Dorothea Lasky is the author, most recently, of The Wild Wind in the Space of the Word, published in the Bagley Wright Lecture Series from Wave Books (Wave Books, forthcoming). She is also the author of several full-length collections of poetry, including Milk (Wave Books, 2018), Rome (Liveright/W.W. Norton, 2014), Thunderbird (Wave Books, 2012), Black Life (Wave Books, 2010), and AWE (Wave Books, 2007), and is the co-editor of Open the Door: How to Excite Young People About Poetry (McSweeney's, 2013). She holds a doctorate in creativity and education from the University of Pennsylvania, is a graduate of the MFA program for Poets and Writers at the University of Massachusetts-Amherst, and has been educated at Harvard University and Washington University. She has taught poetry at New York University, Wesleyan University, and Bennington College. Currently, she is an Assistant Professor of Poetry at Columbia University's School of the Arts and lives in New York City.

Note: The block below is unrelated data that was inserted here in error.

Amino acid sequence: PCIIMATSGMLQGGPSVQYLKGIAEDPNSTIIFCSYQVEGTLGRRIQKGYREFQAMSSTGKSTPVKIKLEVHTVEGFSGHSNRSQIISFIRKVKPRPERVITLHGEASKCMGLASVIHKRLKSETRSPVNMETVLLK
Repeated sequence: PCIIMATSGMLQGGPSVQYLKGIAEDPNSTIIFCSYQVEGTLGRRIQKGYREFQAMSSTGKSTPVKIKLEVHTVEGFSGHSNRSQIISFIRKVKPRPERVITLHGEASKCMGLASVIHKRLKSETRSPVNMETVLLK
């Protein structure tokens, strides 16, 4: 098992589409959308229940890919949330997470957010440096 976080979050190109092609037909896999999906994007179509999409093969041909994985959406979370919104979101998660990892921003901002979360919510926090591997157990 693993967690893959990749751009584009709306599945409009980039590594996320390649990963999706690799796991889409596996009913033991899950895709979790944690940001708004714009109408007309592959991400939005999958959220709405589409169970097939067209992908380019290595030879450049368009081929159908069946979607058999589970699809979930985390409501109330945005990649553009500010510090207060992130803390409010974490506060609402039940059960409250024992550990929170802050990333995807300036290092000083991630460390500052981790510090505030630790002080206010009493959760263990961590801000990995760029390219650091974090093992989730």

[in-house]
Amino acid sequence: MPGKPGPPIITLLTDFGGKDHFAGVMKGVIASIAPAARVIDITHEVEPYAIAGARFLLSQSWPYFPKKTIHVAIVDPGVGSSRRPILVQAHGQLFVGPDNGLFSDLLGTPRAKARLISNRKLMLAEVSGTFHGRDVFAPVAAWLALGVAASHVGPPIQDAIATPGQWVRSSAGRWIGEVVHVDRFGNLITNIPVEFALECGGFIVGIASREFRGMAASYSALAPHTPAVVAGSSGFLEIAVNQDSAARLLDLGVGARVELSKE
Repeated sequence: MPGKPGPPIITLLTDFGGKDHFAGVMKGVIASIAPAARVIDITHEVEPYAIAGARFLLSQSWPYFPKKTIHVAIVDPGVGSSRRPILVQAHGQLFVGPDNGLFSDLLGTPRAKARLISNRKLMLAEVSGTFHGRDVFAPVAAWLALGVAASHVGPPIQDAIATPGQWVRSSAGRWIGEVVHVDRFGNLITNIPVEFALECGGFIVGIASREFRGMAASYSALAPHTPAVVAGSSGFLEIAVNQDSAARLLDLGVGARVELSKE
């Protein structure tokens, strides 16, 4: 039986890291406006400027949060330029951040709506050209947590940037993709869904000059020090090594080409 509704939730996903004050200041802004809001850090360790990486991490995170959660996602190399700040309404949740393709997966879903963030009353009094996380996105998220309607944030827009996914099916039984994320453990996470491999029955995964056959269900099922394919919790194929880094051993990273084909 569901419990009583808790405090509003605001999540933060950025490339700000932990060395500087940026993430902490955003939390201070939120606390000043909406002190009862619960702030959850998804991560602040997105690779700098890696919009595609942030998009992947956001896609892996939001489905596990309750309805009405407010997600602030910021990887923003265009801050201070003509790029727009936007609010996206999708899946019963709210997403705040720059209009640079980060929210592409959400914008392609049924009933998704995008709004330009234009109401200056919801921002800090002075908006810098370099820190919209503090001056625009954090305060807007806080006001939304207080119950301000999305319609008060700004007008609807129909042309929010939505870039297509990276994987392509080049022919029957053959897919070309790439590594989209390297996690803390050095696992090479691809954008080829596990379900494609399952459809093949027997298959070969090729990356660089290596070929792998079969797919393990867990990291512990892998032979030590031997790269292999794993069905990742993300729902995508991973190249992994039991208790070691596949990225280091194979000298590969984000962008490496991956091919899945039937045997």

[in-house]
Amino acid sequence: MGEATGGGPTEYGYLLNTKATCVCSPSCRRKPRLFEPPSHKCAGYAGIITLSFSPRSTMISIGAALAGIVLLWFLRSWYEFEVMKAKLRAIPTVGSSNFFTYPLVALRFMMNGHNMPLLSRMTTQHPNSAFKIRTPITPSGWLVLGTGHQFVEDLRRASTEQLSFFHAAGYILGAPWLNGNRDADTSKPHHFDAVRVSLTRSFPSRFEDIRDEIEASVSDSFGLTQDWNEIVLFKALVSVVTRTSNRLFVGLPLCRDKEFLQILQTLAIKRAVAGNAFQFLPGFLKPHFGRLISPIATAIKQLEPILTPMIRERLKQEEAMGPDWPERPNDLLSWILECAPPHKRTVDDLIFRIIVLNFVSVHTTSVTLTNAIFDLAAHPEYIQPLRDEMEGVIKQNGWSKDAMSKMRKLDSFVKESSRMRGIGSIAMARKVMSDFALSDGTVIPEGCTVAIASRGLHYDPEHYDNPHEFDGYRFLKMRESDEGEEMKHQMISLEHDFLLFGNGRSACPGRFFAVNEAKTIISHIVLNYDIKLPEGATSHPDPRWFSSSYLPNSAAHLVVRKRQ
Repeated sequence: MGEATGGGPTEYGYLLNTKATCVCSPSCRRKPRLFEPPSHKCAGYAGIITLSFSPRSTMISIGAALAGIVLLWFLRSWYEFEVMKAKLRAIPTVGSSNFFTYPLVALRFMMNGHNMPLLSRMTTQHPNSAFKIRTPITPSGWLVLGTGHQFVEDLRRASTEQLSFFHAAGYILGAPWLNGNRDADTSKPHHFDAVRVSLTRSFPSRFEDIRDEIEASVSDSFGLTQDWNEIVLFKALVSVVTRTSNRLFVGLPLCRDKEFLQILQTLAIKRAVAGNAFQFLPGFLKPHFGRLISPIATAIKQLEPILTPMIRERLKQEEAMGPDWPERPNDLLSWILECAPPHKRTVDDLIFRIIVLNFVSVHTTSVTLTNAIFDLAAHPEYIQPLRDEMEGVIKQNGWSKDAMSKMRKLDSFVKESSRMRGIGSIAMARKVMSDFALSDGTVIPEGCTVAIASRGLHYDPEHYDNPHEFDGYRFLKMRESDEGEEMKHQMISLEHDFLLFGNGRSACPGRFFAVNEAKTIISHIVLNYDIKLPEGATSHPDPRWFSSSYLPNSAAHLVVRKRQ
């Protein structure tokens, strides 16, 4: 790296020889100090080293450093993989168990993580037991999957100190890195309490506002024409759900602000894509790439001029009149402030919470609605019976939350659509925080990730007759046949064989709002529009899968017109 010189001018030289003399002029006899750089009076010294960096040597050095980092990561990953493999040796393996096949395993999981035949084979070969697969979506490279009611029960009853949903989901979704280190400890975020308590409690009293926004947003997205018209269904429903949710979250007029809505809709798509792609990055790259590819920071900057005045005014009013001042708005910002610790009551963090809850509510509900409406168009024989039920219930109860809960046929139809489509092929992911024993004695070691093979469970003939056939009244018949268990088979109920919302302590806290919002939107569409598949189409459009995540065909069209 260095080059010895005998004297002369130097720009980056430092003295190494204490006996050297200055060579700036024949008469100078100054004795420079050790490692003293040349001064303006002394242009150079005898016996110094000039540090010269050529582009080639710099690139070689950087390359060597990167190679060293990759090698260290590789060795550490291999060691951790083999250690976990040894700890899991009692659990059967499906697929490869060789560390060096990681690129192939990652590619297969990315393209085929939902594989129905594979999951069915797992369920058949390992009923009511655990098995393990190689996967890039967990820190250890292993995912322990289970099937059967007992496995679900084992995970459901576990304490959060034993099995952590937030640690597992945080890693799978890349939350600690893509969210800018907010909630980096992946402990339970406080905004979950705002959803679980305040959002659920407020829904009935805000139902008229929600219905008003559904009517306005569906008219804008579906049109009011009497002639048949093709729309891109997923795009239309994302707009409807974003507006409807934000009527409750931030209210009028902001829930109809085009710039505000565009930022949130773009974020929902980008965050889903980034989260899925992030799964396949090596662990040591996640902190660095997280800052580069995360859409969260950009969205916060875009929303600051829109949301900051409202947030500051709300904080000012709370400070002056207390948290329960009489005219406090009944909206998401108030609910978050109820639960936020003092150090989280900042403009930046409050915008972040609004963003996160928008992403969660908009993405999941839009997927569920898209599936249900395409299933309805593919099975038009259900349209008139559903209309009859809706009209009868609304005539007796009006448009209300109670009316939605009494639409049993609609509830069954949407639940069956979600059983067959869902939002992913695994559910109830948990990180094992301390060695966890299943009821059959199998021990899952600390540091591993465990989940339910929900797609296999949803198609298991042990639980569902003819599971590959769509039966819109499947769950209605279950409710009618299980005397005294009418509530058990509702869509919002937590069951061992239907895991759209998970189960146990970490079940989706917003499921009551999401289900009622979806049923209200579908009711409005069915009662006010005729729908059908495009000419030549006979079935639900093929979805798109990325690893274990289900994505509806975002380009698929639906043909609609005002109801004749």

"Hers is a consciousness under siege, but not at the expense of great compassion and even humor. If her poems sometimes seem like they’re yelling, it’s as if they’re yelling only to you, seeking whatever kinds of justice poetry can ask in the ways only poetry can."—Craig Morgan Teicher, NPR
"Lasky’s voice is hypnotically primal, resulting in inexplicable, yet palpable desire."—Publishers Weekly
"A starchart of loneliness. . . . In these intensely sad poems, I feel like I’m not so much gazing from Lasky’s POV but just adjacent, maybe hovering just outside her space-orbiter-cum-isolette, peering in through the double Corningware panes. Peering in at her peering out."—Joyelle McSweeney, Lana Turner
"Don’t look for daintiness nor defeatism in Lasky’s weighty lines but rather fierce, quick-witted associations that make space for one woman’s power to name her world."—Major Jackson, Academy of American Poets
"In her poetry, Dorothea Lasky does the work of naming for us, saying it as is, but in language and music that gets at the visceral and drags it, wet and sticky, to the surface. She takes power back."—Kimberly Ann Priest, NewPages
"She will force you to acknowledge the blackness of the blood pumping underneath your skin or the claustrophobia of loneliness, but she will not allow you to forget there is light, and that it can exist in knowing another person."—Rain Taxi